A contagion of loneliness is sweeping across our planet, unbearable isolation that begets the neuroses of modern times—anxiety, depression, even dementia.
The competitive, self-aggrandising cult of the rugged Individual has become the dominant narrative of Western culture. Yet we are hard-wired for connection, for relationship. Brain imaging studies show that rejection and exclusion trigger the same part of the brain as physical pain. For many, our faith in systems of government and religion is lower than it has ever been. We may feel disorientated, hungover as we witness the boundless frenzy of self-aggrandisement and blindness to the very real ecological crisis that has already altered our world indelibly. The life we have designed for ourselves is still modelled on competition and division. Survival of the fittest, the winner takes it all. What psychologists call “relativity awareness” insinuates itself into the innocence of social exchange, “where do you live? Where are your children at school? What do you do?”
Yet evidence from neuroscience, biology, quantum physics and psychology suggests that community, not competition, is a basic human drive. Psychologist, Sue Johnson writes, “Being the ‘best you can be’ is really only possible when you are deeply connected to another. Splendid isolation is for planets, not people.”
George Monbiot, in his new book, “Out of the Wreckage”, points out that humans are unique, spectacularly unusual, when it comes our sensitivity to the needs of others. We have an innate altruism, an inborn sense of community. Neuroscience, evolutionary biology and psychology conclude that we have evolved to care, to cooperate with one another. “By the age of fourteen months, children begin to help each other, attempting to hand over objects another child cannot reach. By the time they are two, they start sharing some of the things they value. By the age of three, they start to protest against other people’s violation of moral norms… we are also, among mammals, with the possible exception of the naked mole rat, the supreme co-operators,” Monbiot writes. Even today, in a globalised, unimaginative world that offers a bland diet of uniformity, there are societies that conceive of the universe as a whole, that we are in relationship with all of life, and that everything, everyone is interconnected. Writes Lynne McTaggart in The Bond, Connecting Through the Space Between Us: “they have bought into another narrative, another world view of who we are, and why we’re here, than that espoused by our culture, and most particularly by our current science.”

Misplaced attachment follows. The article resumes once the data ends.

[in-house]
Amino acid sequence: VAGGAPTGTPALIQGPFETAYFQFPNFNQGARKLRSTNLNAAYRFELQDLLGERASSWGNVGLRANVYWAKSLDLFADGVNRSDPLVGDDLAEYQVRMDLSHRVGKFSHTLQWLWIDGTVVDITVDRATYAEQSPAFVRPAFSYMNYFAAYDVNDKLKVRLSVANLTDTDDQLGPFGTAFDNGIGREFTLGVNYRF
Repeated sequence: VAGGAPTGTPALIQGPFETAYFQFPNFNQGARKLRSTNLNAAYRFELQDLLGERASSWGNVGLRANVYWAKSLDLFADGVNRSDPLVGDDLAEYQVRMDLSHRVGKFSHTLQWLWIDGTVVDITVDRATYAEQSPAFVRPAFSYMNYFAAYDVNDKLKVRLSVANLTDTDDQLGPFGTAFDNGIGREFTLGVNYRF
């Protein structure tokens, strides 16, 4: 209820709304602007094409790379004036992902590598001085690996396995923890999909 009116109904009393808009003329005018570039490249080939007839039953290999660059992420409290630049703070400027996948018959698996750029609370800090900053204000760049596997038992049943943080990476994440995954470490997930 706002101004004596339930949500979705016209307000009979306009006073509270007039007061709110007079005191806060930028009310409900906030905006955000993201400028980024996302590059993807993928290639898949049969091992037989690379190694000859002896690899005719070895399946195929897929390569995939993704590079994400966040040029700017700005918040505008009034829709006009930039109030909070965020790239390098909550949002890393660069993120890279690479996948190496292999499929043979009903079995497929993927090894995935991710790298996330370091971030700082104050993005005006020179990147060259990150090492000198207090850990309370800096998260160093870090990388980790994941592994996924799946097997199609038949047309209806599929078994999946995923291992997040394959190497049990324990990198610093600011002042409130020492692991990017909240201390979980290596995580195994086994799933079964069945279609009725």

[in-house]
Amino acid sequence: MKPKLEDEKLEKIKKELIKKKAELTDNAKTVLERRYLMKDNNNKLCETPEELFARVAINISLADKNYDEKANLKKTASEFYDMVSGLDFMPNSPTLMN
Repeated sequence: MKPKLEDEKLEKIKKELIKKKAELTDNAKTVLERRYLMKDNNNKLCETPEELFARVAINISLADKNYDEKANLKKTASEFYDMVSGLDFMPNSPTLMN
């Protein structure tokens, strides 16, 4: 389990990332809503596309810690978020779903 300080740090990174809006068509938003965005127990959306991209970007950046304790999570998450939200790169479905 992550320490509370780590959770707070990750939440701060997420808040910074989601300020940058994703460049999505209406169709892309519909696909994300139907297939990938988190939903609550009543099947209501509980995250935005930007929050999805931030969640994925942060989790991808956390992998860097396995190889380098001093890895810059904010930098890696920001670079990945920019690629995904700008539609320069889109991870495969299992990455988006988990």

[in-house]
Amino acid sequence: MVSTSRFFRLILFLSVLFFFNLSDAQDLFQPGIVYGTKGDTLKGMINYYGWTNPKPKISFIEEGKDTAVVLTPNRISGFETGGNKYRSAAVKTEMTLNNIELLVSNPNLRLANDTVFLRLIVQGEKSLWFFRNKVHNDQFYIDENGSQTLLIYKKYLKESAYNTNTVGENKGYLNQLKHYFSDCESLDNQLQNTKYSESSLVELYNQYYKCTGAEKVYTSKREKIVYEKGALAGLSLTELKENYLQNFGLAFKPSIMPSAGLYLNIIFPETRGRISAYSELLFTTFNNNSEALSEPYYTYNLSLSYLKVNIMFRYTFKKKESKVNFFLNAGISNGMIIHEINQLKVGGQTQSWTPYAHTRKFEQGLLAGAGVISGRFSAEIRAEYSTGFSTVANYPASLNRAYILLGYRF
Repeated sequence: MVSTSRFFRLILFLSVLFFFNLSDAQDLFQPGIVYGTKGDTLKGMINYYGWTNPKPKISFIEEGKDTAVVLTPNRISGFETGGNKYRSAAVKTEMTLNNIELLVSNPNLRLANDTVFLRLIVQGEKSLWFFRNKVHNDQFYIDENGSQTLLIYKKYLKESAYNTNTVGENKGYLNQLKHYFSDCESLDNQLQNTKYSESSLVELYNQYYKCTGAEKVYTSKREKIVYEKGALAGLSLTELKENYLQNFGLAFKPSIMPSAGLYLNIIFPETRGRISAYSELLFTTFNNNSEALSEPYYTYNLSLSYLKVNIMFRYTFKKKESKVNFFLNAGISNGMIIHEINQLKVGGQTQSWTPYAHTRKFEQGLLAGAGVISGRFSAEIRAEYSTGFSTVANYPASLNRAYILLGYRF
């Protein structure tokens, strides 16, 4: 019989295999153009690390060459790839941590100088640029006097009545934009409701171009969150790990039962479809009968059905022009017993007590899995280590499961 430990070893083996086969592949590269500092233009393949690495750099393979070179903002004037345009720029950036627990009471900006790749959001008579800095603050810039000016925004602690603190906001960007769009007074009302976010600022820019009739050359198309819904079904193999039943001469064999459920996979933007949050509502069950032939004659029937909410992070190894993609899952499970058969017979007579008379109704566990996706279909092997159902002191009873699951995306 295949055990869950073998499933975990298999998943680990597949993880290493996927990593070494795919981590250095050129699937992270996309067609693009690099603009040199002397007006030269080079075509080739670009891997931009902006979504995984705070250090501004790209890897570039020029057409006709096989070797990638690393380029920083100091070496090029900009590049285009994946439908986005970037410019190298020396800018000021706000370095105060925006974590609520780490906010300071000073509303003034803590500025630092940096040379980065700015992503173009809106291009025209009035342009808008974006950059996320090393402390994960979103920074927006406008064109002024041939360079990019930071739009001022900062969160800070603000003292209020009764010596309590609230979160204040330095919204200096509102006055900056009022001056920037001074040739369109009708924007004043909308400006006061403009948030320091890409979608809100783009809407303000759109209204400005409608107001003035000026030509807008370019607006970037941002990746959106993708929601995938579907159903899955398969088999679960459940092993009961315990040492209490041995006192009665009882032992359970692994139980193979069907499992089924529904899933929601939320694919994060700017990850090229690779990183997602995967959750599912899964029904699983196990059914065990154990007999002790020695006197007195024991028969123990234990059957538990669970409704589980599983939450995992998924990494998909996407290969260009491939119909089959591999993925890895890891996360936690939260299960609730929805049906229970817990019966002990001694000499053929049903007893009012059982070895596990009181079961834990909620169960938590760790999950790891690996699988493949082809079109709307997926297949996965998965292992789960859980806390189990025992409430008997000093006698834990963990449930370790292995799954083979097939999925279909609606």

The Sun’s passage through Aquarius begins on January 20th, illuminating our very human need for connection, for community, for co-operation. For another narrative. Our choice is to stay connected, to place our faith, our energy, in the inherent kindness and nobility of the human tribe.
Aquarius is represented by the water bearer, pouring life-giving water to moisten new ideals. For the next month, the Sun and Uranus are in mixed reception, which means that the archetypal energies of these two planets are working together in collaboration. The Sun symbolises our creative essence, our hero’s or heroine’s quest, and when this energy teams up with the energy of the planet Uranus, we feel the urge to change, to free ourselves from those things that no longer serve the evolution of the group and the individual.
On Monday, January 21st, the face of the Moon is shadowed by the earth. This Full Moon and total lunar eclipse completes the cycle that began at the New Moon on January 6th when the Moon was at 15° Capricorn. This Full Moon/Total Lunar Eclipse at 1° Leo, nudges so close to her sister Earth that her luminosity will seem more dazzling, her energy more powerful. Astrologer Richard Nolle is credited with the term, Supermoon which so beautifully describes this month’s lunar energy. Eclipses are times of recalibration, symbolic power points that hold the potential to generate new developments in listless situations. The effects are felt most strongly on the day, but often within two weeks of the eclipse, so observe events as they unfold in our own lives and on the world stage between now and up to the New Moon on February 4th at 16° Aquarius.
Leo is associated with creative self-expression, with wholehearted passion and with autonomy. And the Moon is Queen in Leo, confidently wearing her crown as she opposes the Sun in Aquarius. Depending on where the eclipse falls in your own birth chart, this will be a culmination point in a developing situation, an illumination, or a time to get down on our knees and surrender your pride.
Aquarius reminds us of the vital nourishment offered by friendship and community. There’s another harmonic in play—Venus at 14° Sagittarius is square to Neptune in Pisces; Mars at 14° Aries is square to Saturn in Capricorn, emphasising the Neptune/Jupiter square—contradictory energies, reflected by intense ego-conflicts, bitter confrontations, disappointments and breakdowns as the veil of illusion slips away, if we choose to behave according to the old paradigm. If we still believe that the winner takes it all.
“For hundreds of years we have acted against nature by ignoring our essential connectedness and defining ourselves as separate from the world. We’ve reached a point where we can no longer live according to this false view of who we naturally are. What’s ending is the story we’ve been told up until now about who we are and how we’re supposed to live—and in this ending lies the only path to a better future”—Lynne McTaggart.
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